It is true, Clinton did vote for some defunct and ineffective trade deals and the complete disaster that was the Iraq war, she had simply voted with what the general opinion was at the time. When the vote for the Iraq War was going through congress, the vast majority of Americans supported the notion, conservatives and liberals alike. Politicians, by definition, are puppets of the people, Obama changed his opinion on abortion during his 2012 re-election campaign because that was what the people preferred. The same goes with the TPP. On the other hand, Donald Trump's quickly shifting viewpoints and outright lies over his support of the Iraq War can be discredited easily. Bernie Sanders is a recent, rising star and thus represents the most current viewpoints. So no, Trump was a special kind of candidate who ripped out all of the previous roots, balances and established rules of the Presidential race, and much more than Sanders did. (See sources)


As advice for future debates for Pro, do not lay arguments against your opponent's premise, for I provided no real evidence or sources, it was only the clarification of my viewpoint.

Pro states that the popular vote is not the measure by which the President of the United States is chosen, this is true, but it plays a very relevant part of the conversation, because if Clinton succeeded over Sanders in the Primaries, it shows that no matter the candidate, the cards were laid against her adequately by the Republican Party to reap the system and allow her astounding and undemocratic loss (over three milion more people voted for Clinton instead of Trump). As a response to your point about a 'track record of disastrous and controversial decisions' see my previous point about politicians being puppets of the people's opinion at the time, this also goes for your point about Sanders being 'clean and scandal-free'. Sanders is a very recently arisen political figure, him only being a senator, but Clinton on the other hand, has had thirty years serving the US Government directly and there is much more time and material for adversaries to fabricate 'scandals' out of.

I did in no way state that Wyong and its three electoral votes tipped the election to the Republicans. If you believe the candidate who won three million more votes than the other should lose the election, then your mentality is in fact the fallacious. She won over the crowds you speak of (Millenials, white working class etc.) less than Obama, but enough to win the election, this is once again, an example of the Electoral College halting her ability to do this.

Pro does not appear to understand the meaning of 'Democratic-Socialist', this refers to a Democratic state, with elected officials, that utilises a system of socialism. It is this system that is highly rejected among most people in the USA. Sanders is certainly a rising star in politics, and I commend his ability to win over so many with little money and support, but this is perhaps one of the reasons he would not have won the general election against Trump.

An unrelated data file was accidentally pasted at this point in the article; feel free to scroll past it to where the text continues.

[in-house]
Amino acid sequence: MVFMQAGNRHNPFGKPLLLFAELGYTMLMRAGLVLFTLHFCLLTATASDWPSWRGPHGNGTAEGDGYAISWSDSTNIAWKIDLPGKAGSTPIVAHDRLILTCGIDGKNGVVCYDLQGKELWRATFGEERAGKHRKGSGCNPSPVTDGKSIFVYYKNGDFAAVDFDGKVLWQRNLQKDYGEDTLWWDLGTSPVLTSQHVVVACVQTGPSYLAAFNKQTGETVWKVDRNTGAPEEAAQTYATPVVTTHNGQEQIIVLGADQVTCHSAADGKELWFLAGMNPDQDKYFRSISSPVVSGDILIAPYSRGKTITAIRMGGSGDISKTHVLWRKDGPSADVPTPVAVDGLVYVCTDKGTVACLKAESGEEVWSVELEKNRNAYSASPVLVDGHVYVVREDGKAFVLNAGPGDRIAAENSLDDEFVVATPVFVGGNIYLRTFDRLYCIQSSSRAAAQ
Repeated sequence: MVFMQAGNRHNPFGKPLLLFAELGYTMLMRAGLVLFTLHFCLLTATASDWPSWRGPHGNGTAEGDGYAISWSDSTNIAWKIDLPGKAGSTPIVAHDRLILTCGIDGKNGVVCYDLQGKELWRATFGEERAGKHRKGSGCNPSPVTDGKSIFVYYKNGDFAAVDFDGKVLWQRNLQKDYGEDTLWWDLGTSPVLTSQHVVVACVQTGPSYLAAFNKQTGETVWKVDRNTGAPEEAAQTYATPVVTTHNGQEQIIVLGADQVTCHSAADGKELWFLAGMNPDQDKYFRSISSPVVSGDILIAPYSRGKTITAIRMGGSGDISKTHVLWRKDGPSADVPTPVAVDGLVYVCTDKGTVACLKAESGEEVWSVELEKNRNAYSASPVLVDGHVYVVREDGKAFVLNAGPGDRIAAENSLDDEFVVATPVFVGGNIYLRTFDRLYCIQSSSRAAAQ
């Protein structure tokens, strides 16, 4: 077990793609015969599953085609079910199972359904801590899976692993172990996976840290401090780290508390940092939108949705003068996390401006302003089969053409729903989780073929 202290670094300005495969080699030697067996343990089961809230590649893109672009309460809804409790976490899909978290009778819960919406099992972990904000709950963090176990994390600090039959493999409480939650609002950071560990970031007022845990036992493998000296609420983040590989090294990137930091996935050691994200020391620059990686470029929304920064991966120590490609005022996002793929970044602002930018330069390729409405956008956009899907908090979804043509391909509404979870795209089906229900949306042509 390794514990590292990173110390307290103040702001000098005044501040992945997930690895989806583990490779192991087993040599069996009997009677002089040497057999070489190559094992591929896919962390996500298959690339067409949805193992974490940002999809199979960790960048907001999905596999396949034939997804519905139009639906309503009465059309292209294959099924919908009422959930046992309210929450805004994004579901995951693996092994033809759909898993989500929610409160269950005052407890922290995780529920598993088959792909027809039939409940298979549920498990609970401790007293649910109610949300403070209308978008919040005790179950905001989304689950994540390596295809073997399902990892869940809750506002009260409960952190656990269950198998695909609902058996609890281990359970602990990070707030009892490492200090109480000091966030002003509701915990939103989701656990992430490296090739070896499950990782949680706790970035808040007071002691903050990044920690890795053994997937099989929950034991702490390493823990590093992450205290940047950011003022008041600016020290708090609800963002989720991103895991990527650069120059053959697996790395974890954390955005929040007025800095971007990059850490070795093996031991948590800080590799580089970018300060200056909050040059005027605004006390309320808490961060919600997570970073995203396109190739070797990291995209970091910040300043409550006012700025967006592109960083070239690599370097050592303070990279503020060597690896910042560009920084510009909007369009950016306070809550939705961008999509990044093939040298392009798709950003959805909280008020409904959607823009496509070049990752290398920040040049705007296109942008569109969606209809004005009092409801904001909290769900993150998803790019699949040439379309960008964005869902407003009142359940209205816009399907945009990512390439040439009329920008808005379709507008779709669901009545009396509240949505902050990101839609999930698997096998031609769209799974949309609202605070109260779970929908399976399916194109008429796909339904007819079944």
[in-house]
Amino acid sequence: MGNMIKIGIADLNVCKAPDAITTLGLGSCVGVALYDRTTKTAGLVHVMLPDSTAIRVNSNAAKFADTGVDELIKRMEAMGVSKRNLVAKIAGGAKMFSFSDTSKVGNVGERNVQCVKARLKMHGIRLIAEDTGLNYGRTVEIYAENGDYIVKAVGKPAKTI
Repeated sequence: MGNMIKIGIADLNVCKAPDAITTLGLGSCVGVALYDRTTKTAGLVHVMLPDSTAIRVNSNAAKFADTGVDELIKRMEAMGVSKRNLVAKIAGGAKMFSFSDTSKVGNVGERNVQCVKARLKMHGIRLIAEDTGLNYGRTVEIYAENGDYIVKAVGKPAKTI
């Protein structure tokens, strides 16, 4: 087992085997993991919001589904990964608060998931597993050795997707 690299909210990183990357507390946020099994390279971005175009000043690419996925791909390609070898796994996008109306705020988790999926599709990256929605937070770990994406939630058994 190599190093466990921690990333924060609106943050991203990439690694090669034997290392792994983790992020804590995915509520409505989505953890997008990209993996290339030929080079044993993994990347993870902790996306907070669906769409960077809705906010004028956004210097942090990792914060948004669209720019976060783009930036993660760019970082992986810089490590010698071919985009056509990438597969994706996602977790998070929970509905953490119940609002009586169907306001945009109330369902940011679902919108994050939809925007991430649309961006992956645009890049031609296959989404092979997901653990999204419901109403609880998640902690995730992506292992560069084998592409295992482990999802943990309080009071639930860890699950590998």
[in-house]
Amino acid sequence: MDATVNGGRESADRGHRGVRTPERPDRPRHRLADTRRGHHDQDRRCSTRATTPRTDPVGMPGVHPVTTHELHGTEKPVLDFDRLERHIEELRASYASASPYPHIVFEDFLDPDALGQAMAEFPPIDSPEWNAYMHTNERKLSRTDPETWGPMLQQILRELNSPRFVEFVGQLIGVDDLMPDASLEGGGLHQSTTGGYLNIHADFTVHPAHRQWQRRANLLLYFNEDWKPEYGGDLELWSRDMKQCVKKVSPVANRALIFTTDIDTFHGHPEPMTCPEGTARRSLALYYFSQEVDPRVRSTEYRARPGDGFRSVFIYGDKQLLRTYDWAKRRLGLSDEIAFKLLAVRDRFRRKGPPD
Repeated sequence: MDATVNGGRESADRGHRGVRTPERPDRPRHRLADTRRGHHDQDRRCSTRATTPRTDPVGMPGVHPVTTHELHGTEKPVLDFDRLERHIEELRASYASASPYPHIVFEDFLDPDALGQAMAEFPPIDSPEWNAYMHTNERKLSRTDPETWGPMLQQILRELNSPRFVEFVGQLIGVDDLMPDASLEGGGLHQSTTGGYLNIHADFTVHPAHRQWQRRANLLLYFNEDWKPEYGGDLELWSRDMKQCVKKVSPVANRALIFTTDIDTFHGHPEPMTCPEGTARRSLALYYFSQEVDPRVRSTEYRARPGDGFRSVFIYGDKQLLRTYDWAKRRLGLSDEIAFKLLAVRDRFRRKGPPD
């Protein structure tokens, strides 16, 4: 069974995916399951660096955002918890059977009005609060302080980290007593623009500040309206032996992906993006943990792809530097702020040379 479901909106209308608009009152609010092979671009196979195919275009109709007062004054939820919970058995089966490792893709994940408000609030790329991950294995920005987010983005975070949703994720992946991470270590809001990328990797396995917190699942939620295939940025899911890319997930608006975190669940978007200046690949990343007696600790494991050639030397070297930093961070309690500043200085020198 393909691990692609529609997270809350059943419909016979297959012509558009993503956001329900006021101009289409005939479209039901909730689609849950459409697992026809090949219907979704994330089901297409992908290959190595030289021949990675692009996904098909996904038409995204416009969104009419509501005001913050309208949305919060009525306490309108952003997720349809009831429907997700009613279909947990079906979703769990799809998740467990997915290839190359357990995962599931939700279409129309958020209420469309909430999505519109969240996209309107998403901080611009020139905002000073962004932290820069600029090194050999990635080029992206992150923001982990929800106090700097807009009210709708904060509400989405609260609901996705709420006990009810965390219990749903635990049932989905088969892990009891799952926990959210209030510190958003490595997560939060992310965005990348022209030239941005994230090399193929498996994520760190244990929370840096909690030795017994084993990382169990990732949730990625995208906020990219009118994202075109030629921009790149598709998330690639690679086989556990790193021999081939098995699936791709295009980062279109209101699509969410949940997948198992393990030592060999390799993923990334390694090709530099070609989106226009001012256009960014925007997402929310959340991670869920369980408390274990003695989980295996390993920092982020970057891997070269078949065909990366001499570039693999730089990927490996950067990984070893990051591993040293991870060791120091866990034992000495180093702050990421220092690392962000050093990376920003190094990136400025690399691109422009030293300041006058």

In response to Pro's note about not providing sources about the American Populace finding a Jewish Candidate unacceptable, I will quote an article from 'Medium' news site, 'ask voters in 40 states who have never sent a Jewish senator to Washington D.C. Ever. 40 states. Never Elected. A Jewish Senator. In 230 years. Are Ohio, North Carolina, Florida, Wisconsin, Pennsylvania, suddenly ready to see a Jew in the Oval Office?'. While Obama is black, he is a practising Christian. There still exists a bias in politics, and if Pro is not able to accept that idea, than his premise can hardly be rational.

See my earlier point about Pro's claim that Primary voters are not extreme, also see my sources

Pro's Sources

After making a few points, Pro gave us links to their sources. For example, in their 'Rebuttals' section, they wrote 'his policies resonated well with a large number of Americans', then gave the link for the NYT's exit polls, which showed no information about this. There are a few examples in his arguments which give links to entirely separate ideas and statements. I am running out of character count to write more examples.

See prev. sources.
Debate Round No. 3


'his arguments give links to entirely separate ideas and statements'

Since I was running out time and space I clearly explained that I would provide the proper order of sources in the comments.

Final Rebuttal - Demographics

Con accuses me of giving 'too much notice' to the Millenial voting bloc, and ignoring the importance of African-Americans, Asians, and others. Not only does Con misunderstand the key importance of Millenials, (as SALON puts it, 'The Millennial voting bloc is large enough to literally decide who wins.' [1]), but the fact remains that the millennial bloc is extremely large in numbers, (69 million Americans)[1] and ultimately, Hillary Clinton's poor performance among that age group is one of the many reason she lost this election. In other words, yes there is an America of the African Americans, Asians, etc., but that does not excuse the fact that Hillary seriously underperformed with the millennial bloc, thus costing her the Presidency, a group that was quite remarkably attracted to Bernie's agenda.